What this boils down to is simple. If the Service Advisor establishes credibility with the customer and sells them on the idea that they will be their ally and will work on their side, very little selling is actually necessary. The SA simply explains what all is found on the car, prioritizes it for the customer and asks what they’d like to do about it. It’s all about trust. The customer trusts the Service Advisor, who in turn trusts the techs.
In the beginning, training the Service Advisor consists of learning how the shop’s systems and procedures work and that shouldn’t take long with the support of other workers.
The next part takes longer and involves more skills. I developed a Service Advisor class and the book is fully written out and covers 36 pages of basic skills, from handling the price-shopper phone call to dealing with Sam Ting (you know, “Uh, car do Sam Ting, now you fix, I no pay!!”) to people who want to bring their own parts and everything in between. There are many classes like this offered. The trick isn’t just to sit through it once.
Mastery of the material starts with that, but then continues with taking a page or 2 a week and working on mastering those things and then going on to more material until every last thing in the book has been mastered. This may take months and the speed varies with the worker. This is probably where most front counter training begins to break down, as I don’t believe most shops carry training out this far in this much detail.
OK, so now we have a completely trained front counter person. Right? Right? Uh, no.
One of the most important jobs of the front counter is to properly load the shop daily and I think that takes another separate class in order to really understand how to do it. So, now we put them through a class on “Workflow, Scheduling”, following the same training regimen. This should go much faster, because there are fewer things to master and they’re generally easier to do. Now, we’re trained, right? Not yet.
If the front counter staff doesn’t really understand the value of a technician’s time, they can’t do a good job of supporting the techs and getting them the parts and approvals they need in timely fashion, so production and sales will suffer. Therefore, they next need to take training on “Technician Time Management”.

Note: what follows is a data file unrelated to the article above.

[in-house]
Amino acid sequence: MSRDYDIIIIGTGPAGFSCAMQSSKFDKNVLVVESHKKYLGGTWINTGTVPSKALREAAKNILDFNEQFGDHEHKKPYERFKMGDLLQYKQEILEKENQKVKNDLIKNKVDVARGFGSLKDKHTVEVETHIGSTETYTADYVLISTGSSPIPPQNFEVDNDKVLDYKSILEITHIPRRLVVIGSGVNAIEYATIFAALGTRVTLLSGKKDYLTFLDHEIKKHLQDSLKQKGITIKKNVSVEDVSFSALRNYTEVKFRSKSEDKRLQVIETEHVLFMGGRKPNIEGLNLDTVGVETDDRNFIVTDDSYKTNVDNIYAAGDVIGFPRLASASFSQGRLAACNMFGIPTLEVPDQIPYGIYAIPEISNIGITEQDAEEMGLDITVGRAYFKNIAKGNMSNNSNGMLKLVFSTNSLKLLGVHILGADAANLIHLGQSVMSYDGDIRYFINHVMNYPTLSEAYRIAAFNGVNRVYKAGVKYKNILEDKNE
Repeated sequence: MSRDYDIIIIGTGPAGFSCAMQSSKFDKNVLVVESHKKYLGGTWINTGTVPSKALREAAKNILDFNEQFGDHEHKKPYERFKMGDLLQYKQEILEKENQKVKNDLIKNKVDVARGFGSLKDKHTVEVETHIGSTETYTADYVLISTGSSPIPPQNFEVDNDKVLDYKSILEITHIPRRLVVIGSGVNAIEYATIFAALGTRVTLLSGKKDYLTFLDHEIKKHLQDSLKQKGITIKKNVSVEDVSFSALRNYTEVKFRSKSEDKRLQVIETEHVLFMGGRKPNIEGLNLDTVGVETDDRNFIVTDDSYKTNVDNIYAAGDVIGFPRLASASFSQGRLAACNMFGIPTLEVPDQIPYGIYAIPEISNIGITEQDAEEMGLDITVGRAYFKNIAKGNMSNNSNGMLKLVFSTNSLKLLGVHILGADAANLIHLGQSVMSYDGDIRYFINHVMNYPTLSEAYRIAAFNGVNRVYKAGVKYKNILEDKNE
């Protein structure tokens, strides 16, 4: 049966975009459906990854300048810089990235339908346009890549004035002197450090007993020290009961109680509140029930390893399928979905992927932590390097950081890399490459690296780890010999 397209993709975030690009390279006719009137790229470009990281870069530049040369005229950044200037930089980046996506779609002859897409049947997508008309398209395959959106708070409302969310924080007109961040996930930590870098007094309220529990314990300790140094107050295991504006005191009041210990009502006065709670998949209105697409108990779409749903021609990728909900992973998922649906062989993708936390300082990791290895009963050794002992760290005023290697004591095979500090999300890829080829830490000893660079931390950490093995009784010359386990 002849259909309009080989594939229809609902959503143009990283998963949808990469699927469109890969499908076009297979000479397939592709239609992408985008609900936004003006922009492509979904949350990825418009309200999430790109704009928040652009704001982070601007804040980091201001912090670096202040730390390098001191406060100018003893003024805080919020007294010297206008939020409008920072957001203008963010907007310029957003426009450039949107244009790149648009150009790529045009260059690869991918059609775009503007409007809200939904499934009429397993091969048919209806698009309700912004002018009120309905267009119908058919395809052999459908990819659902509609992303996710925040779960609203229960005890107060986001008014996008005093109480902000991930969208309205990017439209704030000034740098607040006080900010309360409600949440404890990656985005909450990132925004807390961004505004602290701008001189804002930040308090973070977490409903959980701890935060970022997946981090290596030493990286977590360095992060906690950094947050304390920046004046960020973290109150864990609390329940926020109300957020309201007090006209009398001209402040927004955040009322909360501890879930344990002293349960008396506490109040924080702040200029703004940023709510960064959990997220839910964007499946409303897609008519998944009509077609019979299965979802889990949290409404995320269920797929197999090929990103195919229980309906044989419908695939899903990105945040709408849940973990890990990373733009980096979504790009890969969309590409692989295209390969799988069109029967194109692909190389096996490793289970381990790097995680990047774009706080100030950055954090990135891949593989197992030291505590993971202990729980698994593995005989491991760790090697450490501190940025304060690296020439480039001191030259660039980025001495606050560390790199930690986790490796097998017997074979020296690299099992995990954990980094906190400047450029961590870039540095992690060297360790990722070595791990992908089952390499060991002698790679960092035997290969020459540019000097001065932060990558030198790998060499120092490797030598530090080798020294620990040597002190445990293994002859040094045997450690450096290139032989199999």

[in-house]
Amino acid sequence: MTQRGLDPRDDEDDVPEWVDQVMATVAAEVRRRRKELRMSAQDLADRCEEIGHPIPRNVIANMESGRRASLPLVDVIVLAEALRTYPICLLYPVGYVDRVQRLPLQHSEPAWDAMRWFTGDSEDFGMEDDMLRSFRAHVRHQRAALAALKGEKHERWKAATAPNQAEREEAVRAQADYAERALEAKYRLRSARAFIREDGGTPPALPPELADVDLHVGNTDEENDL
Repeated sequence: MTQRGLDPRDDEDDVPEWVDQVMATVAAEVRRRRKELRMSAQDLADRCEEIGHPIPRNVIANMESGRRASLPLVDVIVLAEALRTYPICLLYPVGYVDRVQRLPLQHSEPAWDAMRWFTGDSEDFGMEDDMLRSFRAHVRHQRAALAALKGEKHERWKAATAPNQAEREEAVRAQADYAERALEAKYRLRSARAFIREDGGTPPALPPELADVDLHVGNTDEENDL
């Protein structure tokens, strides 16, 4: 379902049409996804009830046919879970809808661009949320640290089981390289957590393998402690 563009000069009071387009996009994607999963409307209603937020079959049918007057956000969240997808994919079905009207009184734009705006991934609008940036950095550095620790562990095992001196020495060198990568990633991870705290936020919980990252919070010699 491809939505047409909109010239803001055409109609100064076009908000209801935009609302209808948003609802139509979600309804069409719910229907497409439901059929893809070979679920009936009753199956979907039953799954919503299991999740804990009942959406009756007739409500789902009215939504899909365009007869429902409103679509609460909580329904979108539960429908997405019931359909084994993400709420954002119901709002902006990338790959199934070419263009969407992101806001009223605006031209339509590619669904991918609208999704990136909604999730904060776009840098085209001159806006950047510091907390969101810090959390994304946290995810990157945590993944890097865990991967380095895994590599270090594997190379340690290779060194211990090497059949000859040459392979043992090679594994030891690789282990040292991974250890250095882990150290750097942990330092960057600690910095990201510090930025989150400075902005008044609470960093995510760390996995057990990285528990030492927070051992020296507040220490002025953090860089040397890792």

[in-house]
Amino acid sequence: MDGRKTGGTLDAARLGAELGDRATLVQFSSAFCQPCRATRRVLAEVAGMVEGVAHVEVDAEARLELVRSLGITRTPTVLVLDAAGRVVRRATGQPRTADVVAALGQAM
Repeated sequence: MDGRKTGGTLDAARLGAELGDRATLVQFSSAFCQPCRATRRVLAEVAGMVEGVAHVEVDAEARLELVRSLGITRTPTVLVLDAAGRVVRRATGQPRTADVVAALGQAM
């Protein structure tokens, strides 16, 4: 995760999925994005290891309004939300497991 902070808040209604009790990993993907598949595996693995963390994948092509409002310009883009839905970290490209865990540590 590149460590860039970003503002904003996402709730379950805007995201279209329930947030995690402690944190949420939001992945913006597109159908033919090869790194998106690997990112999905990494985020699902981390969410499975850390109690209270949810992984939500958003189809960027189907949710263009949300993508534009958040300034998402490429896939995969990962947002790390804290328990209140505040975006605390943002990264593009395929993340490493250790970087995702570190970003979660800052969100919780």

Where I’m going here is simpler than you might believe. In order to really function as a front counter staff should, they all need to have management training in many different areas. Their performance is directly related to how well they understand the overall workings of the shop. The better they understand the underlying management theories behind all those little things they are called upon to do, the better job they can do for the shop.
In short, they need to earn the Automotive Management Institute’s (AMI) Specialized Degree of “Automotive Manager, Service Advisor” for mechanical shops and “Collision Manager, Estimator” for collision shops.
The AMI Board recognized years ago that, in order for a shop to really function well, every job position in the shop needed some management training. The Board spent over 2 years detailing which courses were needed by every position in both mechanical and collision shops and went further to determine the exact minimum content of each course.
The result is the new Specialized Degree program, which you can view in more detail on the AMI website: www.amionline.org
I guarantee you that when your staff all earn their respective degrees, your shop will be as close to “cruise control” as it can be.
Systems—job codes—job kits—estimates
Organization—procedures for paper flow, dispatch of work, parts procurement, customer flow
Finally, training the staff….
Check out George’s training programs click here.
George Witt is the owner of George Witt Service, a Honda and Acura repair shop. He is an ASE certified Master Technician and service advisor, an AMI Accredited Manager, and an AMI Approved Instructor. He has presented management training classes to thousands of shop owners from coast to coast.